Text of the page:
ARCHER, Henry (1700-68), of Hale, Hants.
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Family and Education
bap. 18 Nov. 1700, 2nd s. of Andrew Archer. educ. Eton c.1716; Trinity, Oxf. 1718; M. Temple 1718; I. Temple 1723, called 1726. m. 22 Dec. 1743, Lady Elizabeth Montagu, da. of George Montagu, M.P., 1st Earl of Halifax, s.p. suc. to estates of uncle Thomas Archer including the manor of Hale and £100,000, 1743.
Henry Archer, a practising lawyer, was an active and independent member of the board of trustees set up in 1732 to establish and administer the new colony of Georgia. Though reputed ‘the best of any of them with Sir Robert Walpole and indeed much in his confidence’, he strongly opposed Walpole’s plan to avoid war with Spain by giving up Georgia. When pressed by Walpole to second the Address at the opening of Parliament in Feb. 1739 he refused, on the ground that it might ‘tie up his mouth from supporting Georgia if it should be understood by the House that part of his Majesty’s measures is to give it up to the Spaniards’. He subsequently told Walpole that ‘the gentlemen of the trust were unanimous to keep it out of the Spaniards’ hands and that if they have not satisfaction on that point they would vote against the convention’. On the moving of the address approving the convention, Archer claimed to have been responsible for the insertion of the word ‘possessions’ in the passage referring to the preservation of British rights in America, by warning Walpole that if this were not done it would be moved for by the anti-Government section of the trustees.1
After moving the Address at the opening of the next session, Archer was asked by the trustees to arrange with Walpole for them to submit evidence to the House of Commons as to the utility of Georgia to Great Britain. He refused ‘because he intends to vote for the place bill, and Sir Robert Walpole is so teasing with him to vote against it that he designs not to see him till that affair is over’. Following an unsatisfactory debate in the Commons, who refused to hear evidence, he was put up by the trustees to make the following statement:
The trustees for Georgia are very uneasy at the treatment they received yesterday, as if the execution of the trust was a chimerical project. They are still more uneasy, that when they had their evidence ready to produce to show the contrary, an opportunity was not given them. I won’t trouble the House with any motion now, but only desire as one of that body, in the name of the whole, to have an opportunity, when the House shall please, to examine into the utility of the province, and if the House should then differ with them in opinion, to have leave to surrender their charter.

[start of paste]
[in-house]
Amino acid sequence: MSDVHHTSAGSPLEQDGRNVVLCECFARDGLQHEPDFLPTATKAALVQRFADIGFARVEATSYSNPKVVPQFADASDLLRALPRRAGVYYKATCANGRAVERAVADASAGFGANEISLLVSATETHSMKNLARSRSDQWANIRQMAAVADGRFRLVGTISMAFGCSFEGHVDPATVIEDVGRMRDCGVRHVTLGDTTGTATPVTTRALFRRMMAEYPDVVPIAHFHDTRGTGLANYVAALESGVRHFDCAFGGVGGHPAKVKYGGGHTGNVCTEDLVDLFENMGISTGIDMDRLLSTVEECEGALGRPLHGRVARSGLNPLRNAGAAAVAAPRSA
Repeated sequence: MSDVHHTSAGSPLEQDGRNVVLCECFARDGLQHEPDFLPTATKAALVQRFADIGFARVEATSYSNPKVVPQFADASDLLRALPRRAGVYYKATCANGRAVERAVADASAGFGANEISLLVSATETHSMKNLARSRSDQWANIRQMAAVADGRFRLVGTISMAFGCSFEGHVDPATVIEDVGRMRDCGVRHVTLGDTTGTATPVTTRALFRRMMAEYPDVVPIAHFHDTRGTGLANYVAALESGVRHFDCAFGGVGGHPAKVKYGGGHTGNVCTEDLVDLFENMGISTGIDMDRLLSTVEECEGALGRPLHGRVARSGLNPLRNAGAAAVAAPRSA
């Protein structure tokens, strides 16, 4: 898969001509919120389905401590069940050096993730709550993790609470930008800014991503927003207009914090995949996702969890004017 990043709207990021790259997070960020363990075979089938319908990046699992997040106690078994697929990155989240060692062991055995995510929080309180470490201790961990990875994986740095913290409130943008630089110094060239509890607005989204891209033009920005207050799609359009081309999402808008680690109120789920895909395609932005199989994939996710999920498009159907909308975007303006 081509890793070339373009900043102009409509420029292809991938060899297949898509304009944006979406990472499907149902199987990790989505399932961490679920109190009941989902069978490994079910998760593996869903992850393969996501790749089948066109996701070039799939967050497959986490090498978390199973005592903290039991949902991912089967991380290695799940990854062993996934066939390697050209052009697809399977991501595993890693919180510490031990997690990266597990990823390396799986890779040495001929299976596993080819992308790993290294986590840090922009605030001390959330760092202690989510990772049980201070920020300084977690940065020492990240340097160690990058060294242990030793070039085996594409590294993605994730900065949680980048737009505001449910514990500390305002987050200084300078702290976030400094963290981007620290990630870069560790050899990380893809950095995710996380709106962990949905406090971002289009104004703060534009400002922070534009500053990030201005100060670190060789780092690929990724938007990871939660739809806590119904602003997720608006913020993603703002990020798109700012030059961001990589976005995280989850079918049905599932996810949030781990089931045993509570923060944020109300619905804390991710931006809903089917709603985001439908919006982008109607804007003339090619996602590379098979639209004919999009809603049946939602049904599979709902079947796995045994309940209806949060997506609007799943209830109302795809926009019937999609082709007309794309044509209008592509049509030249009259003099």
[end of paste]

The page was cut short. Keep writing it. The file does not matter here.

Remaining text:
On being asked by Walpole ‘why I expressed so much concern for the colony when I saw how little the House thought of it, and must expect that at a peace it will be given up’, he replied: ‘Sir Robert, you will not find it too easy a matter to give up the colony in Parliament, for the trustees will think it their duty to oppose it, and I for one’. Thenceforth he declined intervening with Walpole on behalf of Georgia, observing: ‘how can I go ... to ask Sir Robert for anything that tends to support the colony, after he had owned to me his design to destroy it?’2
On the opening of the new Parliament in December 1741 Archer voted with Walpole on the chairman of the elections committee but deserted him on the Westminster election.3 After Walpole’s fall he was included in the Cockpit list of ministerial supporters but was absent from the division on the Hanoverians in December 1742, voting against them in 1744. In December 1744 he moved unsuccessfully to double the tax on places and pensions to ease the landed interest. He voted for the Hanoverians in 1746, when he was classed as Old Whig. In 1747 he was classed as a government supporter. He died 16 Mar. 1768.